Big was beautiful hundreds of years ago. The richer you were, the more lavish your celebrations could afford to be and indeed had to be, and how better to impress the neighbours than with a piece of music composed for 60 voices on the occasion of a family wedding?
This was certainly the case with the all-powerful Medici family in mid-16th century Florence, when in 1565 their scion Prince Francesco (later Grand Duke Francesco I) made a dynastic marriage of enormous importance with the Archduchess Johanna of Austria, daughter of the recently-deceased Emperor Ferdinand I.
For this bit of a do the Medicis commissioned a 40-part Mass from the composer Alessandro Striggio, born in Mantua, but who became the principal composer in Florence from the 1560s onwards, providing music for theatrical entertainments and state occasions - and he was also political emissary to the English court.
The provenance of the Mass has half a millennium of dust surrounding it, but blowing all that away we can learn that it was itself derived from a 40-part motet by Striggio with the title Ecco si Beato Giorno (Hail to such a Blessed Day). And when we reach the concluding movement of the Mass, the Agnus Dei, suddenly the vocal forces expand by 50 per cent, and we have 60 voices resonating gloriously across the performing space.
Carelessly, as one might surmise with hindsight, the Mass disappeared (how do you lose 60 part-books as well as the conducting score?) and was only rediscovered as recently as 2005, and re-premiered in 2007.
Now the Warwick-based Armonico Consort is touring the piece around the region, programming it alongside other polychoral works including the CD chart-topping 40-part Spem in Alium by our own Thomas Tallis. As an undergraduate at University of Birmingham, I was involved in conducting rehearsals for that wonderful Tallis composition, and learned how these huge pieces were structured: basically they are for multiple choirs of four or five voices, their harmonies swinging like bells in giant slow-motion.
Christopher Monks, director of Armonico Consort, is hugely enthusiastic about the project.
“We first created our Supersize Polyphony programme back in 2007, trying to explore ways that would bring to life for 21st century audiences the extraordinary world of enormous polychoral works from the 16th century,” he tells me.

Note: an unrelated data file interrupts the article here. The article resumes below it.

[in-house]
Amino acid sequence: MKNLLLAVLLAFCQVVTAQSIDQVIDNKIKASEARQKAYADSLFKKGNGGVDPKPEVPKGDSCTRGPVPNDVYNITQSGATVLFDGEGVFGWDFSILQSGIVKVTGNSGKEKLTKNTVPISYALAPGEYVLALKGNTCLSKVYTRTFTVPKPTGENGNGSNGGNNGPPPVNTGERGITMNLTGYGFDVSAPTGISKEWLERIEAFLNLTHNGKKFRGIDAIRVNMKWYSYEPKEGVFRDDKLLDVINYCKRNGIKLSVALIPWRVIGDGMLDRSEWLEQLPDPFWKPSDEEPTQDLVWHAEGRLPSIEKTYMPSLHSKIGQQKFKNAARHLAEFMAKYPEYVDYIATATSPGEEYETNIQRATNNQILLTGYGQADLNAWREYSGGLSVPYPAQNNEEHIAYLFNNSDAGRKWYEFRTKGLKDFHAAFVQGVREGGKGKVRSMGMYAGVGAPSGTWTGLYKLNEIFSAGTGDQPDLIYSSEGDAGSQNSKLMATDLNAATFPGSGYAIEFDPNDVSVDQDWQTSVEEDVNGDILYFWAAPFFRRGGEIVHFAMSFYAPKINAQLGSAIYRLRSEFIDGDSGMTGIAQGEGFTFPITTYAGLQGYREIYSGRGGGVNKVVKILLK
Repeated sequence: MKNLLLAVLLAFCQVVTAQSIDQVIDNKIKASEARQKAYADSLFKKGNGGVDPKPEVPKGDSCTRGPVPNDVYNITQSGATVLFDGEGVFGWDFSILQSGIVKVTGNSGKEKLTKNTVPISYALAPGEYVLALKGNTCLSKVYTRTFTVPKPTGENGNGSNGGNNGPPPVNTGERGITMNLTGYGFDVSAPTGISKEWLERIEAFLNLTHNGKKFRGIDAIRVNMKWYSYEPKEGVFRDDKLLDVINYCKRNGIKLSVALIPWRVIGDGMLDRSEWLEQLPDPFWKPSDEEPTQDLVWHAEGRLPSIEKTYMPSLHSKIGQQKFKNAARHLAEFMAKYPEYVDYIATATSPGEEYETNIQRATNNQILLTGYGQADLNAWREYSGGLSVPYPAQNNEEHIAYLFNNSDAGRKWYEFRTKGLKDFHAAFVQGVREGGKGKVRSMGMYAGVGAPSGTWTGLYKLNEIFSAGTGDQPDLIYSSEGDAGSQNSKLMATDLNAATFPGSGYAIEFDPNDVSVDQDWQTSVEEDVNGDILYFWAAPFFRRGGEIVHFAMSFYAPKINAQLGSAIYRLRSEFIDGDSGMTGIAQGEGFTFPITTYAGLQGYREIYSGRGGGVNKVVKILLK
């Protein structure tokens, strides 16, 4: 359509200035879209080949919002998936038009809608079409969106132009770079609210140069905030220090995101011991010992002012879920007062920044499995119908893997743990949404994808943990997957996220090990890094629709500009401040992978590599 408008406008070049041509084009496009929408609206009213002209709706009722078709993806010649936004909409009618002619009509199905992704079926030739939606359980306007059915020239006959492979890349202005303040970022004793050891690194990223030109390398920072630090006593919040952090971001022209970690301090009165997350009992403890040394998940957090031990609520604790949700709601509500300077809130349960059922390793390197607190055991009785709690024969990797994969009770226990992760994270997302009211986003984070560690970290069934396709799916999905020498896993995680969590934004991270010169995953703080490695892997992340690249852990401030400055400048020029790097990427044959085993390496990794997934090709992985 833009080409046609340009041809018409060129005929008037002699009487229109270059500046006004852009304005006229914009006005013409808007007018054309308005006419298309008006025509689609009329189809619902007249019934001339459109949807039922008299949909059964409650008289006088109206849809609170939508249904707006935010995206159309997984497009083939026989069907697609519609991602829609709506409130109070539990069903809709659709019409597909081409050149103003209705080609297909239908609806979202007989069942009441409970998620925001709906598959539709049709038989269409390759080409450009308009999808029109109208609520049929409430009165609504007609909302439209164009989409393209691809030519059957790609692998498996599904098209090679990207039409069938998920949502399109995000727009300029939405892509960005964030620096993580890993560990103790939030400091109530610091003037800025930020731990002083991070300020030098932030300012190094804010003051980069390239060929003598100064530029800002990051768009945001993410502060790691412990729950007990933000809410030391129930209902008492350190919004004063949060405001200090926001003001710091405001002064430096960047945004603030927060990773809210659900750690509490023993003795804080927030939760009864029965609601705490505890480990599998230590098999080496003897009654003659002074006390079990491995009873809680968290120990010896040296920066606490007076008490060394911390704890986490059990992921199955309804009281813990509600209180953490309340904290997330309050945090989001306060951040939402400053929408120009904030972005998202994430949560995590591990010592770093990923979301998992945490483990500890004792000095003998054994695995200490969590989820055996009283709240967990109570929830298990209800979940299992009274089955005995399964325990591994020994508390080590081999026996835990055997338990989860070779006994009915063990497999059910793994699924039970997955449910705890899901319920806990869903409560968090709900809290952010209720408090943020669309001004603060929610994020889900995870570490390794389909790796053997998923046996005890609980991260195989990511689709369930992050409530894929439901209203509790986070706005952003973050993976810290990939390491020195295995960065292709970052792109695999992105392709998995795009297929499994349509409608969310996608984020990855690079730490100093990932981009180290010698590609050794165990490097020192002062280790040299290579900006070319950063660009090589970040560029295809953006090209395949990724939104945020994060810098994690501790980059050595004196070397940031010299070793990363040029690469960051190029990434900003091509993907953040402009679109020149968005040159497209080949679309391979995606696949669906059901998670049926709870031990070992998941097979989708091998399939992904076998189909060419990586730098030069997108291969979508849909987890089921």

“We were overwhelmed by the audience reactions (and the size of the audiences – all performances sold out). When I heard that there was even more of this incredible music, we set about creating an accomplice to the original programme – the public are so fascinated by these works, and we have discovered it is a truly brilliant way of introducing young people to the astonishing world of 16th century music.”
Christopher goes on to describe the rehearsal process involving so many musicians, not only choristers, but also His Majestie’s Cornett and Sackbutt Ensemble.
“It takes around 15 hours of rehearsal with the various musicians, and a huge amount of concentration, musical inspiration, an instinctive understanding of how polyphonic lines should flow, a massive sense of musical drama and good humour.
“One thing that is often impossible to feel in rehearsal, and can only really be understood by an audience is the hypnotic beauty one feels by being in the centre of this enormous circle of sound of harmony and subtle musical movement. The feelings audience describe to me is constantly how mesmerising an experience it is – there is no other way to describe it.”
The tour begins appropriately in Armonico Consort’s home base of St Mary’s Church in the heart of Warwick, but then moves to the unecclesiastical venue of Malvern Theatres, and Christopher is gleefully impatient to get there.
“Many of these works, including Spem in Alium, were never written for a performance in church, indeed Spem was written for a performance in the octagonal hall in Arundel Castle. This makes them highly adaptable in how we can approach their performances.
“Much to the musicians’ fear, I also do most of these concerts in the round, surrounding the audiences, I think it is the only, and most perfect way for the audience to understand and feel these amazing works. Additionally, Malvern is brilliant as the foyer is surrounded by galleries, and we will take all of the musicians out at the end of the performance and perform Spem as an encore in the galleries surrounding the audience, in the same way as it was originally conceived.”
And Christopher Monks obviously enjoys what he is doing.
“My role is both one of a child in a sweet shop, and one of the ultimate crowd controller,” he says smiling.
“Because of how we stage the performance, the science of sound (sound taking time to travel) becomes a very real issue. Unless the singers are watching carefully, calamity is not far away, as if they trust only their ears, it will only take one bar for them to get an entire beat out with the musicians on the other side of the auditorium.
“The only way to conduct it and be able to bring some of the very exposed entries in, in precisely the right space is to have the score confidently in my head, and turn into a human windmill.”
* Supersize Polyphony 2 is at St Mary’s Church, Warwick, on January 25, at 7.30pm, ring 0844 581 0750, and at Malvern Theatres on February 1, at 7.30pm, ring 01684 892277.